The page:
Academic journal article ARIEL

Lear Reassembled in a Rust Belt City: Playing with Intercultural Insights

Academic journal article ARIEL

Lear Reassembled in a Rust Belt City: Playing with Intercultural Insights

Article excerpt

Abstract: This article describes my attempt to apply insights from a Fulbright teaching experience in Semey, Kazakhstan to a Shakespeare classroom in the Rust Belt city of Flint, Michigan. Returning to a monolingual classroom in the United States, I sought to import the anthropological component of foreign teaching, in which students are guides to culture and the classroom is a space of intercultural exchange, by using a strategy that worked overseas: designing a class around a major collaborative project. The task of adapting Romeo and Juliet to contemporary Kazakhstani culture inspired my decision to use William Shakespeare's King Lear as a bridge between the lives of commuter students who are fearful of Flint and the people they pretend not to see--the homeless, schizophrenics, and drug addicts. Any collaboration (at home or abroad) must draw on student strengths, and, as a result, my pedagogical projects exposed the strengths and weaknesses of post-Soviet collectivism and American identity politics, respectively. While the bulk of the essay examines the way the class and I explored and revised our views of a defamiliarized city, its people, and one another, I also reflect on the greater difficulties of being a teacher-anthropologist in one's home culture. Teachers who have unpacked their book bags in foreign classroom have, by necessity, found ways to bridge the gap between books and the world, and they bring home important paradigms and a sense of urgency to live what they teach.

Keywords: Shakespeare; Flint, Michigan; Kazakhstan; global pedagogy; place-based education

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Before I began teaching at the University of Michigan-Flint (UM-Flint) in 1996 I had spent a year teaching at Bilkent University in Ankara, Turkey. My Turkish experience led to a curiosity about the wider Turkic world. When I came to Flint, I still dreamed of going to Central Asia. A Muscovite work-study student in our department who had been there asked me, "Kazakhstan? Why would you want to go there? It's just like Flint." After having taught on a Fulbright in Semey (formerly Semipalatinsk), a Kazakh city that was subjected to Soviet nuclear testing every Saturday for forty years (a friend recalled that the china in the cupboards rattled), I came home with an understanding that there were similarities between the two places: Soviet industrial imperialism made Semey a dumping and testing ground, and a similar kind of imperialism, the General Motors' strain, had built and destroyed Flint. Despite the shared fate of being industrial wastelands, Semey and Flint could not have been more different as "teaching places." In Semey, where foreigners are rare, students were excited to attend lessons for the chance to communicate with me; as they filed out of the classroom, almost everyone said "Thank you for you." By contrast, Flint students, who are more comfortable texting than talking, seemed apathetic and disconnected from me, one another, their educations, and even the real, as opposed to the virtual, world.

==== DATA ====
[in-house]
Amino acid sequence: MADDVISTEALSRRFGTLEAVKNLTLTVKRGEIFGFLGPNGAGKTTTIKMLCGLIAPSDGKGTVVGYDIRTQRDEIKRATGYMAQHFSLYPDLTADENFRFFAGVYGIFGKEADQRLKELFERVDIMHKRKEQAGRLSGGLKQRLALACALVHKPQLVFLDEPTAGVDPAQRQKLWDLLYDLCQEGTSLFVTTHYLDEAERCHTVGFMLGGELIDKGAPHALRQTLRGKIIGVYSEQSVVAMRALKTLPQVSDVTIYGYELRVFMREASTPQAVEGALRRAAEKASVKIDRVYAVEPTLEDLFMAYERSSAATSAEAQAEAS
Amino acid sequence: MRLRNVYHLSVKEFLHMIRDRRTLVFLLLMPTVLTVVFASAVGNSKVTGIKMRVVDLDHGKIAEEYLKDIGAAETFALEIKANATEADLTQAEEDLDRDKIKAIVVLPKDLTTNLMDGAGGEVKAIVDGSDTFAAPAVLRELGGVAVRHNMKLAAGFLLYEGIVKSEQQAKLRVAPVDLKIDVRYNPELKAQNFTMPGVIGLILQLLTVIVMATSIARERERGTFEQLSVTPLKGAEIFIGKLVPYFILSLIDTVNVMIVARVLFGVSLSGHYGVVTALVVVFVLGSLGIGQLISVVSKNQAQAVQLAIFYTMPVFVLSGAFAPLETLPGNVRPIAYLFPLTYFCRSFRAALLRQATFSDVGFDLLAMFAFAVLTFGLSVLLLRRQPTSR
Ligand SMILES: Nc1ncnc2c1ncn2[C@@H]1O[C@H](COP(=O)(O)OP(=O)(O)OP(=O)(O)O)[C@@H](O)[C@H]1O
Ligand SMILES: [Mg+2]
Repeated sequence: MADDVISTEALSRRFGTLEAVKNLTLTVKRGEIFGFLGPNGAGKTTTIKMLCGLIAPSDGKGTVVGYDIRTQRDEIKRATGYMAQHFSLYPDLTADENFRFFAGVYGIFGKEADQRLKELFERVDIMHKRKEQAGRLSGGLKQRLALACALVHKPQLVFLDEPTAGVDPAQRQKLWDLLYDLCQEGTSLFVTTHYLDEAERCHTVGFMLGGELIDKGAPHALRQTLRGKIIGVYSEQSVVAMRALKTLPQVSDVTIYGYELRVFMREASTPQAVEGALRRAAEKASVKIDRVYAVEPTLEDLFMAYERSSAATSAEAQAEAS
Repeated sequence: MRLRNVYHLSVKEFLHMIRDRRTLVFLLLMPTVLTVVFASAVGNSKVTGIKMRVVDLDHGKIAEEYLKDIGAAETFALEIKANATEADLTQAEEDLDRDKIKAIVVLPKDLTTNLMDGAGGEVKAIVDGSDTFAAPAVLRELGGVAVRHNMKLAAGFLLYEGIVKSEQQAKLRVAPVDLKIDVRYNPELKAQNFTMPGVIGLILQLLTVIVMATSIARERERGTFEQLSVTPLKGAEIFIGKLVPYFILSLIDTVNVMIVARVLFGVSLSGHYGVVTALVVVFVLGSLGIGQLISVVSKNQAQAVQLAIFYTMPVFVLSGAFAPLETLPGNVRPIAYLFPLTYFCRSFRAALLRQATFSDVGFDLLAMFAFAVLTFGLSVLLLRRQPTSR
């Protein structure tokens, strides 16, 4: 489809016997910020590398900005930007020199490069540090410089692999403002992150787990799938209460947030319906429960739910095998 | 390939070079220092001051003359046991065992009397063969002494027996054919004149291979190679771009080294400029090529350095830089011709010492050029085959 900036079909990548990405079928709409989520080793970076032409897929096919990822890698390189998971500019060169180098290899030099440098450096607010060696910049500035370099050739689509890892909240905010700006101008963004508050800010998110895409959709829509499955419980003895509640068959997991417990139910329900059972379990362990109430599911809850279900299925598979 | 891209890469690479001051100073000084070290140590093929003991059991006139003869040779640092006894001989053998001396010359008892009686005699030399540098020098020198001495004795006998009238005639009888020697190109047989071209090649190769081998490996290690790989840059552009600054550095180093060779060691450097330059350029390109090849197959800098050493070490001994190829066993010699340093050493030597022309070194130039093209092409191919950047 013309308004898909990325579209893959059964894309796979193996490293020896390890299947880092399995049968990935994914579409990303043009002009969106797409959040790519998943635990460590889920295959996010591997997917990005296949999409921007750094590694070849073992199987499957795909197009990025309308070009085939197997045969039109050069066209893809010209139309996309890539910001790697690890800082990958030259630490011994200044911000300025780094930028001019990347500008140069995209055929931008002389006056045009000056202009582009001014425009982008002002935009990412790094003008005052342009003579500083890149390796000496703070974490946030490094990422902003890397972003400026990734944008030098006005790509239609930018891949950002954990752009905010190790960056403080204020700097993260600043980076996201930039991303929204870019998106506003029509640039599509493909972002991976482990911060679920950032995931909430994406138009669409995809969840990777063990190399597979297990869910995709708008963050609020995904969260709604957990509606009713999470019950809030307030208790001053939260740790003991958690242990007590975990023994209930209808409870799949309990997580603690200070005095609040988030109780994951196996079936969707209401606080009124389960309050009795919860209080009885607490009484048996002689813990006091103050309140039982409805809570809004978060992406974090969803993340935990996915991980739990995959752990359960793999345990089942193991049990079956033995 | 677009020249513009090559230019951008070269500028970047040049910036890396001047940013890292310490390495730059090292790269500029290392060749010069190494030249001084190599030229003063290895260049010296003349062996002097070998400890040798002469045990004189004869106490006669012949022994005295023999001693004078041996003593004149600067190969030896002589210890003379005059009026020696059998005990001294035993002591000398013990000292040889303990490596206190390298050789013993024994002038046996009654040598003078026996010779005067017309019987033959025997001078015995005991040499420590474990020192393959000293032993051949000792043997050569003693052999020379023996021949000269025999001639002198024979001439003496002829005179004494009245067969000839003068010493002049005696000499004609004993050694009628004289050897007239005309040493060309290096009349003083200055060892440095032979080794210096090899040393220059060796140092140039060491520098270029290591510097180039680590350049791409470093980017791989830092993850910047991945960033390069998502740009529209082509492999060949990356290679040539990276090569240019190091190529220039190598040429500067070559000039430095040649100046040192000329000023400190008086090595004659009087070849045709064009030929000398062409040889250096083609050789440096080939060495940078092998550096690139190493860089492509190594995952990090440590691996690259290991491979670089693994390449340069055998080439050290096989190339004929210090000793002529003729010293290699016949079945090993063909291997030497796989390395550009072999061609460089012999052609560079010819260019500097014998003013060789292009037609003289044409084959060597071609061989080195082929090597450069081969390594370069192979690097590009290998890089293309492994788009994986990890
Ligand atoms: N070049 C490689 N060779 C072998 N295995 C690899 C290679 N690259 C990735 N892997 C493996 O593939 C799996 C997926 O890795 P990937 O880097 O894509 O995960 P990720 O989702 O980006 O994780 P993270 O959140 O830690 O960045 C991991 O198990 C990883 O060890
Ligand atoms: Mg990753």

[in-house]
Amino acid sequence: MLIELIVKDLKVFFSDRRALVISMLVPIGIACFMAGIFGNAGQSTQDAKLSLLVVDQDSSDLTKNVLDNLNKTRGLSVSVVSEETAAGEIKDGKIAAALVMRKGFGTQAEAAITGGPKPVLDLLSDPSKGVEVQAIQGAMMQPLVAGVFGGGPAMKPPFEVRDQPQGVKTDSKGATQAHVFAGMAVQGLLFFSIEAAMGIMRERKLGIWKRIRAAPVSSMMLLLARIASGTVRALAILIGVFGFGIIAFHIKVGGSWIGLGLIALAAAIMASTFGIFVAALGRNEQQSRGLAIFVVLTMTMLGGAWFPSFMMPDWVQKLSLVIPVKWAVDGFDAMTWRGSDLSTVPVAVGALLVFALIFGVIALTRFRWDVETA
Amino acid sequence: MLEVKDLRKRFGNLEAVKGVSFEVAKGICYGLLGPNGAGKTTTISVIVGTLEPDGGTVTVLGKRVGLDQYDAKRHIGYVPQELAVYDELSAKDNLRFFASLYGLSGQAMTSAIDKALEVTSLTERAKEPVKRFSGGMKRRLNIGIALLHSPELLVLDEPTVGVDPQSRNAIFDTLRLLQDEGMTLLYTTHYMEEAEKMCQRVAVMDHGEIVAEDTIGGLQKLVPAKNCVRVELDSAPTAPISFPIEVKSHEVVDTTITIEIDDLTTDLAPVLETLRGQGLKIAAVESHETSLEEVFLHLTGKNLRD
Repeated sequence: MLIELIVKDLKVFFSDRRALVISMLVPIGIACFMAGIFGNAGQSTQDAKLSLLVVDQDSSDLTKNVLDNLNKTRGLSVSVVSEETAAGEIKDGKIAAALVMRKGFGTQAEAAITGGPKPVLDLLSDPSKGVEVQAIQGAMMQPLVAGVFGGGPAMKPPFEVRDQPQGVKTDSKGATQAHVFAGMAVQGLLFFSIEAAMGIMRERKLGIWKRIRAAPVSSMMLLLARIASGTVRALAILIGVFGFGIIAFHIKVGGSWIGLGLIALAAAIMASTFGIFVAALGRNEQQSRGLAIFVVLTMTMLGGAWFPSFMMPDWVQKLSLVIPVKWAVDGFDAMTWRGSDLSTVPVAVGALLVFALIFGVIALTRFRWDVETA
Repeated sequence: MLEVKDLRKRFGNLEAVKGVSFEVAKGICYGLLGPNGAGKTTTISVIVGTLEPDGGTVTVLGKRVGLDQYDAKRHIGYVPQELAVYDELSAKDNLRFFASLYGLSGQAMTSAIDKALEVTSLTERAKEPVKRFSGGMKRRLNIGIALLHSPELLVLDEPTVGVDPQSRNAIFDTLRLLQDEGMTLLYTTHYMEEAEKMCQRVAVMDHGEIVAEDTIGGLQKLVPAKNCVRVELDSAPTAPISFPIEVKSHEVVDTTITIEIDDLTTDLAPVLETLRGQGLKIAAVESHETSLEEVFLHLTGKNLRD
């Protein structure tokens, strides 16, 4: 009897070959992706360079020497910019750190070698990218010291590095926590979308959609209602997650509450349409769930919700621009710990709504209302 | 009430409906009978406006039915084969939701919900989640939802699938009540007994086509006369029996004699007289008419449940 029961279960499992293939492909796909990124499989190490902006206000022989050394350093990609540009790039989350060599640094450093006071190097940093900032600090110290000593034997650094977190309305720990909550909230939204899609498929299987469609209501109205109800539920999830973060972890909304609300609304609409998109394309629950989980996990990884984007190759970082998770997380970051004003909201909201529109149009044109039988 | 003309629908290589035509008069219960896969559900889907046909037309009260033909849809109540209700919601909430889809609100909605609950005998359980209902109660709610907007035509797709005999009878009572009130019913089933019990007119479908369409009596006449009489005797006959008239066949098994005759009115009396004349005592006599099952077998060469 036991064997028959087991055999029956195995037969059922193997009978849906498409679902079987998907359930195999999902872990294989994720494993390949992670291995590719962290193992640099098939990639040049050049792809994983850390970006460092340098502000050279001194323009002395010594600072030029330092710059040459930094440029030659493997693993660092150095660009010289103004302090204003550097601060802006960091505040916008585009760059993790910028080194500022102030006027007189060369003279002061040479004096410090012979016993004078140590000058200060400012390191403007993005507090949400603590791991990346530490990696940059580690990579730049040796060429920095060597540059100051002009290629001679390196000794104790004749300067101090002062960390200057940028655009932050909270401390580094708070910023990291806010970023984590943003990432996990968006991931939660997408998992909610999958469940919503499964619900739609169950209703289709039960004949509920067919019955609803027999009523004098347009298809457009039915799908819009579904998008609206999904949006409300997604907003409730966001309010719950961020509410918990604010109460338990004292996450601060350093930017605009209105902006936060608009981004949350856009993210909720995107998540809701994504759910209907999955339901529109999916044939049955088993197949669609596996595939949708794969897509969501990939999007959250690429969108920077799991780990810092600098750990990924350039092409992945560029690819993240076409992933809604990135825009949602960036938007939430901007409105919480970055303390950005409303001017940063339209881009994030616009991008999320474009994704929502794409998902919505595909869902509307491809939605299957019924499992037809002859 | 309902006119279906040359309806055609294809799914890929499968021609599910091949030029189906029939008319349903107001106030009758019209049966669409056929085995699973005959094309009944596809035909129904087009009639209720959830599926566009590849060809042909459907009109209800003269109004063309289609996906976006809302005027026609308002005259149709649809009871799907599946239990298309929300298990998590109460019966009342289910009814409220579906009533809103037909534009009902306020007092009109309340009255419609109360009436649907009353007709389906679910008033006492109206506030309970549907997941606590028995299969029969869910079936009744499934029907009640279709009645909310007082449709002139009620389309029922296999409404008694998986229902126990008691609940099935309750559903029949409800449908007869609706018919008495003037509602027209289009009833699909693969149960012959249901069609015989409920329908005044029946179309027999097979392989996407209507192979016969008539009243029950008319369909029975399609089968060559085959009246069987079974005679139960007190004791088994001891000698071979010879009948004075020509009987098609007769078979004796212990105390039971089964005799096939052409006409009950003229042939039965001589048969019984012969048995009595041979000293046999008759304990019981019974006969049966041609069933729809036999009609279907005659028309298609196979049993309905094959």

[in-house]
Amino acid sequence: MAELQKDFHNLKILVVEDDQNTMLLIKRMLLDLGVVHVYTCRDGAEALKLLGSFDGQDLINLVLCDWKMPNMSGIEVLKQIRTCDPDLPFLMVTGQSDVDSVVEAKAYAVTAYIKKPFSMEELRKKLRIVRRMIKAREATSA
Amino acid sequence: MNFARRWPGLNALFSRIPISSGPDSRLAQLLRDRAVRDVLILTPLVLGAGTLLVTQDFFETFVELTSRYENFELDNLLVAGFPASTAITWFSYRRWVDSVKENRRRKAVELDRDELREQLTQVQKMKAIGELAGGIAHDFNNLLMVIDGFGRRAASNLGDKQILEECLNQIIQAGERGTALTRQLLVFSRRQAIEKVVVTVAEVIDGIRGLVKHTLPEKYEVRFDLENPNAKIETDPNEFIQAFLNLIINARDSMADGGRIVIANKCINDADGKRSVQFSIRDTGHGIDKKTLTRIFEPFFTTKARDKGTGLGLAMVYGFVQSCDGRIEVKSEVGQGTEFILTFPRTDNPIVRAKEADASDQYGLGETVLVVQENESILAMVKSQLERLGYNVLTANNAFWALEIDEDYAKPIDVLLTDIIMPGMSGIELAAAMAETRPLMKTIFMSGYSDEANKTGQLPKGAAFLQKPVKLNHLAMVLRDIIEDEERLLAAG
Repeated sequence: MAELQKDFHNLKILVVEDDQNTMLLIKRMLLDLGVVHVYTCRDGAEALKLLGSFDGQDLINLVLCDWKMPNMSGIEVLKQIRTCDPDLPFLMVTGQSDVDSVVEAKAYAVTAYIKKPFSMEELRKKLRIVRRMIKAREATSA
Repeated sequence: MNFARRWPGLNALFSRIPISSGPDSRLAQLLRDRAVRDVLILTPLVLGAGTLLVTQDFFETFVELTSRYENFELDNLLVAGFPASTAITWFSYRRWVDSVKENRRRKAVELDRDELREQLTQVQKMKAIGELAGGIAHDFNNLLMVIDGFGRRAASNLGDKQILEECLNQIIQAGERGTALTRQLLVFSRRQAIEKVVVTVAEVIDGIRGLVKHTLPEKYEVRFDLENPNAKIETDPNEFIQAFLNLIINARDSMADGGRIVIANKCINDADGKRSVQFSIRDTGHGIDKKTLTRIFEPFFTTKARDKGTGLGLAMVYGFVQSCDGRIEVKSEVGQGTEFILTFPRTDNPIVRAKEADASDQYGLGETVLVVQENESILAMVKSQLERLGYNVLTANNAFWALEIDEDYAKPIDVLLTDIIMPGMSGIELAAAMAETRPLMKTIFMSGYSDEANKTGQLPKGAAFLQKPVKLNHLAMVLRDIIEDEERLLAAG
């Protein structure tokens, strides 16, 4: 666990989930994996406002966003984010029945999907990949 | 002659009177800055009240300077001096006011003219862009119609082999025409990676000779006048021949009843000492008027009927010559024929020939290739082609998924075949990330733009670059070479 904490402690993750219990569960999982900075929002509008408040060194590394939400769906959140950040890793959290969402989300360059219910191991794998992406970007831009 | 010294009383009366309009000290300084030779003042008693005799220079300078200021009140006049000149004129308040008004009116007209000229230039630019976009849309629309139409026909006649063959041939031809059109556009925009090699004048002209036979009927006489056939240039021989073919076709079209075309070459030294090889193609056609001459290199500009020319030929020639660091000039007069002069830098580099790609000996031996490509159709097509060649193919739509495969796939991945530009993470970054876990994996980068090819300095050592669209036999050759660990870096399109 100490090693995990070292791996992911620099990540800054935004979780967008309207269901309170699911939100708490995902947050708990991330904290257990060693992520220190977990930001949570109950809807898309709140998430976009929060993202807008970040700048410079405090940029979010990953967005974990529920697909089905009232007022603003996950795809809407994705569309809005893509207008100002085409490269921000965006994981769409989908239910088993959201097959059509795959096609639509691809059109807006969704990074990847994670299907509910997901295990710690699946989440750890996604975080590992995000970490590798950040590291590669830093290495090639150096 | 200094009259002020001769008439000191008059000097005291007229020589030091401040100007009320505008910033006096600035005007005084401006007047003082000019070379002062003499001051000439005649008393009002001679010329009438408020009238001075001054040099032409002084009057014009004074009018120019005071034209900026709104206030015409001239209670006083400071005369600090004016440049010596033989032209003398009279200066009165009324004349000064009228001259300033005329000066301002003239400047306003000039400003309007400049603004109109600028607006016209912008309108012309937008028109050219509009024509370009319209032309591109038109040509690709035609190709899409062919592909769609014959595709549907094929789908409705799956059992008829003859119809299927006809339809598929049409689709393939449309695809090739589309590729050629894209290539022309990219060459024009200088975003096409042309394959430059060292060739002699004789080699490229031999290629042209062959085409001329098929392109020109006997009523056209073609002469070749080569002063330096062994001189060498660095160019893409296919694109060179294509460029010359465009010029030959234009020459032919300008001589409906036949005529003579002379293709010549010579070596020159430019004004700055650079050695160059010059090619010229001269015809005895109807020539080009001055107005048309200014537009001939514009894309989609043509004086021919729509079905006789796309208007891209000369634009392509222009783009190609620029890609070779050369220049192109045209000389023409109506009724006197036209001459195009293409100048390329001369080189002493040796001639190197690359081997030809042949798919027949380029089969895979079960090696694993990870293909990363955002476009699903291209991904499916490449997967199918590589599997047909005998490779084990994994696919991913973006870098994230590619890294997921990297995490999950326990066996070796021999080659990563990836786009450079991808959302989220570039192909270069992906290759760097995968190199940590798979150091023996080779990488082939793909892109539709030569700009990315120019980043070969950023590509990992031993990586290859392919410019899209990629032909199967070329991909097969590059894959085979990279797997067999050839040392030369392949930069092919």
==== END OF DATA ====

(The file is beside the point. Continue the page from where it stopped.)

Upon reflection, I decided that what made the foreign teaching experience so powerful was the anthropological component (Kietzman 104). Because I spoke little Russian and no Kazakh, the students in Semey were my guides, and I left each class with rich insights into their cultures. Knowledge is frequently enhanced by an awareness of difference, and displacement helped me see clearly that real education happens when teacher and students feel a current of mutual desire to speak themselves to one another. I learned to trust the passionate, emotive force that pushes people to communicate: it was the common "language," more important than English, that enabled us to overcome and even appreciate our lack of words, faulty grammar, and cultural differences.

Coming to know the students felt a lot like falling in love. "All men by nature desire understanding," says Aristotle (12). If this is so, it tells us something important about the analogous activities of knowing and desiring--both have at their core the same delight of reaching and entail the same pain of falling short:

Stationed at the edge of itself, or of its present knowledge, the thinking mind launches a suit for understanding into the unknown. …

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